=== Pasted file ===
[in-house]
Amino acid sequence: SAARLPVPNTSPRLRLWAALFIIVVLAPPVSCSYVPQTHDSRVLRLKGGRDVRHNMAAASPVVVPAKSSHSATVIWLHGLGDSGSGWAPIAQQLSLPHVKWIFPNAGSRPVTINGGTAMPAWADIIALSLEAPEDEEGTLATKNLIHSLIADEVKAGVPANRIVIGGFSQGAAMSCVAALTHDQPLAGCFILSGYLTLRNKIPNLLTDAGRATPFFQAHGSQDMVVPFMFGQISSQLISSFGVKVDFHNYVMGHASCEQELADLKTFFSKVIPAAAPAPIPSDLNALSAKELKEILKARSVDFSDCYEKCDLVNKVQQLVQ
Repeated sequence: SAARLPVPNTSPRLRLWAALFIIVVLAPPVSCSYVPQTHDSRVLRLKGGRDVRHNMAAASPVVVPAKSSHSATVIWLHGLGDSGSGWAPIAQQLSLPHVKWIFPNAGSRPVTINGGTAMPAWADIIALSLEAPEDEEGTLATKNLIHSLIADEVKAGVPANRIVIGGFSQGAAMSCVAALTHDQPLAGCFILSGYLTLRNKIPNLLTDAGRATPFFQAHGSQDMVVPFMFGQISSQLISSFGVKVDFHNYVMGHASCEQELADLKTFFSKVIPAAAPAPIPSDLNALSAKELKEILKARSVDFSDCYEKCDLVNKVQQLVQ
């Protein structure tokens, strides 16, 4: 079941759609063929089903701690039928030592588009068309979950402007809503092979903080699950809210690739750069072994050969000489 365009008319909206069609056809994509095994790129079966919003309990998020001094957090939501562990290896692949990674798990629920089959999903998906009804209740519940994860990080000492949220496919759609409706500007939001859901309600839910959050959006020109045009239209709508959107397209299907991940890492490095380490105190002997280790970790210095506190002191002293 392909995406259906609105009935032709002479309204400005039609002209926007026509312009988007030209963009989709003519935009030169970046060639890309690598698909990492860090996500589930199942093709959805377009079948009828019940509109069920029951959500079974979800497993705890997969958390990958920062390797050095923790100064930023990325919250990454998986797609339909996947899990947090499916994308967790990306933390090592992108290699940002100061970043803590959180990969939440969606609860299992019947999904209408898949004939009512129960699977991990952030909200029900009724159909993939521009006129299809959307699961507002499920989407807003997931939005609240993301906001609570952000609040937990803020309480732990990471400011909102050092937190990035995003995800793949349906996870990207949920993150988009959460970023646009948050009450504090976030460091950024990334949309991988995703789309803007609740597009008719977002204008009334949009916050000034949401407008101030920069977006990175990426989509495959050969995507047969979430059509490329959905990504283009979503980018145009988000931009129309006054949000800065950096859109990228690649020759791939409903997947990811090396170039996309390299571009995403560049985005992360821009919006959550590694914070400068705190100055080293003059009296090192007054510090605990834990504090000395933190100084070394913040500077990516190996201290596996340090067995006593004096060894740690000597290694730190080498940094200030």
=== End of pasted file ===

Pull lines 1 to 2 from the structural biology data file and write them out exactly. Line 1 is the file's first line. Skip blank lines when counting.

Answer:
[in-house]
Amino acid sequence: SAARLPVPNTSPRLRLWAALFIIVVLAPPVSCSYVPQTHDSRVLRLKGGRDVRHNMAAASPVVVPAKSSHSATVIWLHGLGDSGSGWAPIAQQLSLPHVKWIFPNAGSRPVTINGGTAMPAWADIIALSLEAPEDEEGTLATKNLIHSLIADEVKAGVPANRIVIGGFSQGAAMSCVAALTHDQPLAGCFILSGYLTLRNKIPNLLTDAGRATPFFQAHGSQDMVVPFMFGQISSQLISSFGVKVDFHNYVMGHASCEQELADLKTFFSKVIPAAAPAPIPSDLNALSAKELKEILKARSVDFSDCYEKCDLVNKVQQLVQ